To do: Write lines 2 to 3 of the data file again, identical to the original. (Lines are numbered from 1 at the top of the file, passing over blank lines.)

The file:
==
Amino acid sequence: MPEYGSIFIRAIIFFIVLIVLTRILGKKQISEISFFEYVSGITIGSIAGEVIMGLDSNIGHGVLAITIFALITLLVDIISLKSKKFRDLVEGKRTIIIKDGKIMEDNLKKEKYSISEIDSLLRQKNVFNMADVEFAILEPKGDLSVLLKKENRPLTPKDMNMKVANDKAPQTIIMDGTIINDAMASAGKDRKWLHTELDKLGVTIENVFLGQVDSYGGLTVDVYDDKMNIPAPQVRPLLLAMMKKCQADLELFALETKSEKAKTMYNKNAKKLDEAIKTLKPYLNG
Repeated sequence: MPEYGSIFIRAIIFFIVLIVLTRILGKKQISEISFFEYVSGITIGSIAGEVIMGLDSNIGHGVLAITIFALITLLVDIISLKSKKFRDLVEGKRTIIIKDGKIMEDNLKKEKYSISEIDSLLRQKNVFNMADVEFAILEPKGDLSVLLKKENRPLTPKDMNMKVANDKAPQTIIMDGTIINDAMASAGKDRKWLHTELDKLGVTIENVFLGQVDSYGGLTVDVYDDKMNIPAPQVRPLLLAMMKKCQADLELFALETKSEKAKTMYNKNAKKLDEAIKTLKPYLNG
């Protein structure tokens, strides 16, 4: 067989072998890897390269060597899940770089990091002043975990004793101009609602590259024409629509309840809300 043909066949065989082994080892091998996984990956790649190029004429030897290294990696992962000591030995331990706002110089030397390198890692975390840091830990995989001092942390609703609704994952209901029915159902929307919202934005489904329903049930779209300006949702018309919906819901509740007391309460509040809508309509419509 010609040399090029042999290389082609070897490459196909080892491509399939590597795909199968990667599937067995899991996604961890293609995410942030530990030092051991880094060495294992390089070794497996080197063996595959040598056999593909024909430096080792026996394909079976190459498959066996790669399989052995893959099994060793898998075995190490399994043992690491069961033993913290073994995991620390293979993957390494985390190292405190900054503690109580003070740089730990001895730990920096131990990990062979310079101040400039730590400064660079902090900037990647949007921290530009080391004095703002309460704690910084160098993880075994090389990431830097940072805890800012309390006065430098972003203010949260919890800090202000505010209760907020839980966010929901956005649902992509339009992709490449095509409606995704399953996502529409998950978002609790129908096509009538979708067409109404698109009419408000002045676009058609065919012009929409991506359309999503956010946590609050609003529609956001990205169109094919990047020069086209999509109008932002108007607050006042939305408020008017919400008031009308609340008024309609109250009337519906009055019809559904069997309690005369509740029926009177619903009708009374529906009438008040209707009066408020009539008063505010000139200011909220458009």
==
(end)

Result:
Repeated sequence: MPEYGSIFIRAIIFFIVLIVLTRILGKKQISEISFFEYVSGITIGSIAGEVIMGLDSNIGHGVLAITIFALITLLVDIISLKSKKFRDLVEGKRTIIIKDGKIMEDNLKKEKYSISEIDSLLRQKNVFNMADVEFAILEPKGDLSVLLKKENRPLTPKDMNMKVANDKAPQTIIMDGTIINDAMASAGKDRKWLHTELDKLGVTIENVFLGQVDSYGGLTVDVYDDKMNIPAPQVRPLLLAMMKKCQADLELFALETKSEKAKTMYNKNAKKLDEAIKTLKPYLNG
């Protein structure tokens, strides 16, 4: 067989072998890897390269060597899940770089990091002043975990004793101009609602590259024409629509309840809300 043909066949065989082994080892091998996984990956790649190029004429030897290294990696992962000591030995331990706002110089030397390198890692975390840091830990995989001092942390609703609704994952209901029915159902929307919202934005489904329903049930779209300006949702018309919906819901509740007391309460509040809508309509419509 010609040399090029042999290389082609070897490459196909080892491509399939590597795909199968990667599937067995899991996604961890293609995410942030530990030092051991880094060495294992390089070794497996080197063996595959040598056999593909024909430096080792026996394909079976190459498959066996790669399989052995893959099994060793898998075995190490399994043992690491069961033993913290073994995991620390293979993957390494985390190292405190900054503690109580003070740089730990001895730990920096131990990990062979310079101040400039730590400064660079902090900037990647949007921290530009080391004095703002309460704690910084160098993880075994090389990431830097940072805890800012309390006065430098972003203010949260919890800090202000505010209760907020839980966010929901956005649902992509339009992709490449095509409606995704399953996502529409998950978002609790129908096509009538979708067409109404698109009419408000002045676009058609065919012009929409991506359309999503956010946590609050609003529609956001990205169109094919990047020069086209999509109008932002108007607050006042939305408020008017919400008031009308609340008024309609109250009337519906009055019809559904069997309690005369509740029926009177619903009708009374529906009438008040209707009066408020009539008063505010000139200011909220458009």